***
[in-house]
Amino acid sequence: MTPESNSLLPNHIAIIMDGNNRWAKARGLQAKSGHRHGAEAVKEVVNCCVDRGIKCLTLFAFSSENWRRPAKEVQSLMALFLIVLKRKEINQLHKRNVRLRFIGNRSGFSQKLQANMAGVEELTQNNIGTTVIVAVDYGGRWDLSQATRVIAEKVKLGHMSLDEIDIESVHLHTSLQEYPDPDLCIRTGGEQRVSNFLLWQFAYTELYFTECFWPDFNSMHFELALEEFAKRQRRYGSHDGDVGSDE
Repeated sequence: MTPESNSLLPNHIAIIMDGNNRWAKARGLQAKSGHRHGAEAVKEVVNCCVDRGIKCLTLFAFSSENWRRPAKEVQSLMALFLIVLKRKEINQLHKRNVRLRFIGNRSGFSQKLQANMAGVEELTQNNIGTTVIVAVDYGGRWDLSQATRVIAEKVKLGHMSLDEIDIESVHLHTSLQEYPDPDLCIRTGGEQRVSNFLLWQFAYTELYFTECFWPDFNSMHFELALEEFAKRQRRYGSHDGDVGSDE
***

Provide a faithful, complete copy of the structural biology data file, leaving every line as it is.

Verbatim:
[in-house]
Amino acid sequence: MTPESNSLLPNHIAIIMDGNNRWAKARGLQAKSGHRHGAEAVKEVVNCCVDRGIKCLTLFAFSSENWRRPAKEVQSLMALFLIVLKRKEINQLHKRNVRLRFIGNRSGFSQKLQANMAGVEELTQNNIGTTVIVAVDYGGRWDLSQATRVIAEKVKLGHMSLDEIDIESVHLHTSLQEYPDPDLCIRTGGEQRVSNFLLWQFAYTELYFTECFWPDFNSMHFELALEEFAKRQRRYGSHDGDVGSDE
Repeated sequence: MTPESNSLLPNHIAIIMDGNNRWAKARGLQAKSGHRHGAEAVKEVVNCCVDRGIKCLTLFAFSSENWRRPAKEVQSLMALFLIVLKRKEINQLHKRNVRLRFIGNRSGFSQKLQANMAGVEELTQNNIGTTVIVAVDYGGRWDLSQATRVIAEKVKLGHMSLDEIDIESVHLHTSLQEYPDPDLCIRTGGEQRVSNFLLWQFAYTELYFTECFWPDFNSMHFELALEEFAKRQRRYGSHDGDVGSDE